To facilitate discussion of the combined ATM/packet transmission architecture, FIG. 2A shows a prior art ATM transmission architecture that includes a SAR engine 202 and a conventional ATM transmission convergence device (TCD) 204. With reference to FIG. 2A, SAR engine 202 may represent, for example, SAR 164 while ATM TCD 204 may be implemented as part of access router 160 (or backbone router 144 if SAR engine 202 represents SAR 170 of FIG. 1A). The function of the prior art ATM transmission architecture of FIG. 2A, which is conventional, is to translate between ATM cells and data packets during the transmission process.
In FIG. 2A, ATM cells are received at ATM TCD 204 from an ATM link 206, which may represent, for example, a SONET, a DS3 link, or the like. The main function of ATM TCD 204 is to extract ATM cells from the transmission medium in the receive direction. In the transmit direction, ATM TCD 204 inserts the ATM cells to be transmitted into the electrical signal of the transmission medium, thereby allowing the transmission of the ATM cells over ATM link 206. ATM TCD 204 is conventional and will not be elaborated further here. SAR engine 202 includes a receive Utopia interface 208, which receives ATM cells from ATM TCD 204 via a Utopia bus 212. Utopia buses are well known to those familiar with the ATM art. The received ATM cells are then passed on to a reassembly engine 214, which reassembles the received ATM cells into packets to be received. Packet memory 216 represents a storage location where assembled packets from various streams are buffered for output. Packet memory 216 may also store partially assembled packets that are awaiting the payloads from yet-to-be-received ATM cells to fill them up. Partially assembled packets exist because most packet protocols specify a payload that is substantially larger than the 48-byte payload of the typical ATM cell, and thus multiple ATM cells are required to fill up the payload of such a packet. A receive packet interface (such as POS-PHY) 218 sends the assembled packets onto internal bus 220, which is internal within the router, to permit the assembled packets to be switched to their designated ports (such as the port that services Ethernet link 162 in FIG. 1A).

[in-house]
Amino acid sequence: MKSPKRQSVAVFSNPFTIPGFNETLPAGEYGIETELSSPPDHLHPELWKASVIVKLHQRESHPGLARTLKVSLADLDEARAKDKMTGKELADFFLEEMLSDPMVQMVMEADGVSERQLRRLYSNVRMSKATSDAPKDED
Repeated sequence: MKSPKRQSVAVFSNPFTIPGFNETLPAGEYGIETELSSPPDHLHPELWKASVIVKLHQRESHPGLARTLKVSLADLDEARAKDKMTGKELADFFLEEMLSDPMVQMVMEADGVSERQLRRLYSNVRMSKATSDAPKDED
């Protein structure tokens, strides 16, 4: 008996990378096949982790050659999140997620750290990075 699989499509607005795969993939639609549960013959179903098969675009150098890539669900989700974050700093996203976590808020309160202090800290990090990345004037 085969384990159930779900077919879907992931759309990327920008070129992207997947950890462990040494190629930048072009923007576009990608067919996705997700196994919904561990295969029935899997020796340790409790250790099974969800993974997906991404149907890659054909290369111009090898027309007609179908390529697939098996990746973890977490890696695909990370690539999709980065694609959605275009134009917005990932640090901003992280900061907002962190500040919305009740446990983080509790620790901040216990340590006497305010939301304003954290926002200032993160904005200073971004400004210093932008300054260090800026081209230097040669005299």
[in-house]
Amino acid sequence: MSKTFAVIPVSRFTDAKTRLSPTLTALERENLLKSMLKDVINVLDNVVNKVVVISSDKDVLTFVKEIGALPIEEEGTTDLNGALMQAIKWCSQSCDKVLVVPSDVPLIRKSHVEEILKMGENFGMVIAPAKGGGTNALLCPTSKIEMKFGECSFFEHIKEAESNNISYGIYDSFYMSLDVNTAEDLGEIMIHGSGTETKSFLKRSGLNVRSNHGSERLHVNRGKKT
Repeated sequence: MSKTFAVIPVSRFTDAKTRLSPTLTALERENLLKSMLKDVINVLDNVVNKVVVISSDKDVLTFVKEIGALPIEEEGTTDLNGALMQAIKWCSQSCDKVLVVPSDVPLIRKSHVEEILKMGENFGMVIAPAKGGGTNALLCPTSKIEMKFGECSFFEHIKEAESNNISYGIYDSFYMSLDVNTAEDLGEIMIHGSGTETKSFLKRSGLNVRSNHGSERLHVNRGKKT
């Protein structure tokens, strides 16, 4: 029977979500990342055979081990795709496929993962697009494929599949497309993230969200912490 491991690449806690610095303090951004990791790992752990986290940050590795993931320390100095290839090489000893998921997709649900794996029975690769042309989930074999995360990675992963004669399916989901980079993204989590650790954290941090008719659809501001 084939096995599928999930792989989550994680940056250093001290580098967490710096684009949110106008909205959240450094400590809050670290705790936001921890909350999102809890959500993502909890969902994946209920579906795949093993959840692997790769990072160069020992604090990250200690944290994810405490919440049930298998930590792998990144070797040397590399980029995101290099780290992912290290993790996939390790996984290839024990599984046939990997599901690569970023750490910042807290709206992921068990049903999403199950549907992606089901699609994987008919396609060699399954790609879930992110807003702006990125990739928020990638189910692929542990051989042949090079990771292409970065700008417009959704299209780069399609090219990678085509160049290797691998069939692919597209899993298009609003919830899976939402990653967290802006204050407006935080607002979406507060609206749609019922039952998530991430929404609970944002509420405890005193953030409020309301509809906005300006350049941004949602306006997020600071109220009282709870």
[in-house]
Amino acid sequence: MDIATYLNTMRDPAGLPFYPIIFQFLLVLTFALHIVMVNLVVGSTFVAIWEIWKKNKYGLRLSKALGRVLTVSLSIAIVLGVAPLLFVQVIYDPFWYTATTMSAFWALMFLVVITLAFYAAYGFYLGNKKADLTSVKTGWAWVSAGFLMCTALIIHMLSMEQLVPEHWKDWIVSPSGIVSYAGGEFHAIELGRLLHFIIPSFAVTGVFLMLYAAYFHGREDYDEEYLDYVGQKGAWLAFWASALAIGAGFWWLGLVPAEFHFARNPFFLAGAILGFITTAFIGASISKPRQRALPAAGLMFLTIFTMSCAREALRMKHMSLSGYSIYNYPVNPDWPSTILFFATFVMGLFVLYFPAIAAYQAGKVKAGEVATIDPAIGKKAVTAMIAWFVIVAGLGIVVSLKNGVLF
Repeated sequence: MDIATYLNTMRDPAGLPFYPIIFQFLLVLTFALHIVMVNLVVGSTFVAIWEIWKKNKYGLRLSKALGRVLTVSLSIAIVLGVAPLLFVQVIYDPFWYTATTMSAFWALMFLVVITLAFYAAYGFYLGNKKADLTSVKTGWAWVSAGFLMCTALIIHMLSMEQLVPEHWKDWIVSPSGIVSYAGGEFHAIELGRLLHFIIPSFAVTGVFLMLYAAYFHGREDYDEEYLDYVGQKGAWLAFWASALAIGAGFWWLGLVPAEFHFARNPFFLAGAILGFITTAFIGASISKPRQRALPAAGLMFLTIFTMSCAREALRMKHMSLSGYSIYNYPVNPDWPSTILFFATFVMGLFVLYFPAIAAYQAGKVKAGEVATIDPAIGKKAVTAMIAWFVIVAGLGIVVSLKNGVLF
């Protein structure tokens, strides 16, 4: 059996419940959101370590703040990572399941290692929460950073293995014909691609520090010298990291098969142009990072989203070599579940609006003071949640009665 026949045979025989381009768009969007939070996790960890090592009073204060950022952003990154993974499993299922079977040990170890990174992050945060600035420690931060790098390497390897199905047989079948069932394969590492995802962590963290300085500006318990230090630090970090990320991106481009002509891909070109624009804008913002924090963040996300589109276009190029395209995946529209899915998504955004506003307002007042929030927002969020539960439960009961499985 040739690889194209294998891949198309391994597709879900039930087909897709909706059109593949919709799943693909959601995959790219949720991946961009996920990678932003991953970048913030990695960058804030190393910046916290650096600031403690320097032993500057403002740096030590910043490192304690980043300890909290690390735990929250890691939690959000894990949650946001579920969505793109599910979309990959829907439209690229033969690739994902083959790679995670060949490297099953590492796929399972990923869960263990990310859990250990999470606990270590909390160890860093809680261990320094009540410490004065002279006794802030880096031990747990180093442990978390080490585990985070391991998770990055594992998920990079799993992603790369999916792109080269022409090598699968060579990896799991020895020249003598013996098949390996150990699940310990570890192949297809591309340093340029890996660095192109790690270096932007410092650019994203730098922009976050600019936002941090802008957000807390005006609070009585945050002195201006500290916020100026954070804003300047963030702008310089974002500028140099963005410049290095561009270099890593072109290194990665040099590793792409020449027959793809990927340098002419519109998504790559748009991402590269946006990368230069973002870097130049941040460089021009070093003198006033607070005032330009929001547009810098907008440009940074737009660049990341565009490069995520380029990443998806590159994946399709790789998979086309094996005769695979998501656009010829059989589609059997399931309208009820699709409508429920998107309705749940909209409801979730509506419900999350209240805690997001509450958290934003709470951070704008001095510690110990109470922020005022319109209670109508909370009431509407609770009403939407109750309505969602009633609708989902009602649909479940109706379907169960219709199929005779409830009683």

On the transmit side, the received data packets are received from an internal bus 228 at a transmit packet interface 230, which are then forwarded to a segmentation engine 232 wherein the payload of a received data packet is mapped onto one or more ATM cells. The ATM cells are then stored at ATM cell memory 234, which acts as a buffer or a shock absorber for high load periods. A transmit Utopia interface 236 then takes the stored ATM cells and forwards them to ATM TCD 204 via a Utopia bus 240 for eventual transmission on ATM link 206.
As can be seen in FIG. 2A, ATM TCD 204 and SAR engine 202 only interface with the ATM network to service packets which need to be transmitted out as ATM cells on ATM link 206 or to receive ATM cells from ATM link 206 for conversion to received packets. For the router to interface with the packet network, additional circuitry and another set of optical fibers (for transmitting and receiving packets) is involved. For additional background information, FIG. 2B shows a prior art ATM and packet transmission architecture in which ATM cells are received and transmitted via PHY device 202, and separately packets are received and transmitted via either 10/100 Ethernet PHY 222 or gigabit Ethernet PHY 212.
Referring now to FIG. 3, the combination of the modified SAR 302 and the combined ATM/packet TCD 304 permit both the ATM data traffic and packet data traffic to be merged on a mixed data optical fiber 306. Throughout this discussion, it should be kept in mind that data transmission through optical fibers takes place in a single direction only and typically, two optical fibers are required to transmit and receive data (i.e., one for each direction). On the receive side, the mixed ATM/packet data is received into combined ATM/packet TCD 304, which demultiplexes the received data streams into the constituent ATM and packet streams. The constituent streams are then delineated into ATM cells and packets respectively, which are then transmitted via a modified Utopia bus 310 to modified SAR 302.
At modified SAR 302, the ATM cells and packets are received by a receive combined Utopia & POS-PHY interface 312, which separates the traffic into ATM data traffic and packet traffic. Receive Utopia & POS-PHY interface 312 is discussed further in connection with a FIG. 5 below. The ATM traffic is passed onto a reassembly engine 316 and a packet memory 318 for reassembly into packets and temporary storage in the manner discussed earlier in connection with FIG. 2A. On the other hand, the packet traffic is passed directly to a receive POS-PHY interface 320. As shown in FIG. 3, this POS-PHY interface 320 also receives the reassembled packets from packet memory 318. This POS-PHY interface 320 then sends the packets onto an internal bus 322, which is internal within the router, to permit the packets to be switched to their designated ports (such as the port that services Ethernet link 162 in FIG. 1A). Receive POS-PHY interface 320 is discussed further in connection with a FIG. 7 below.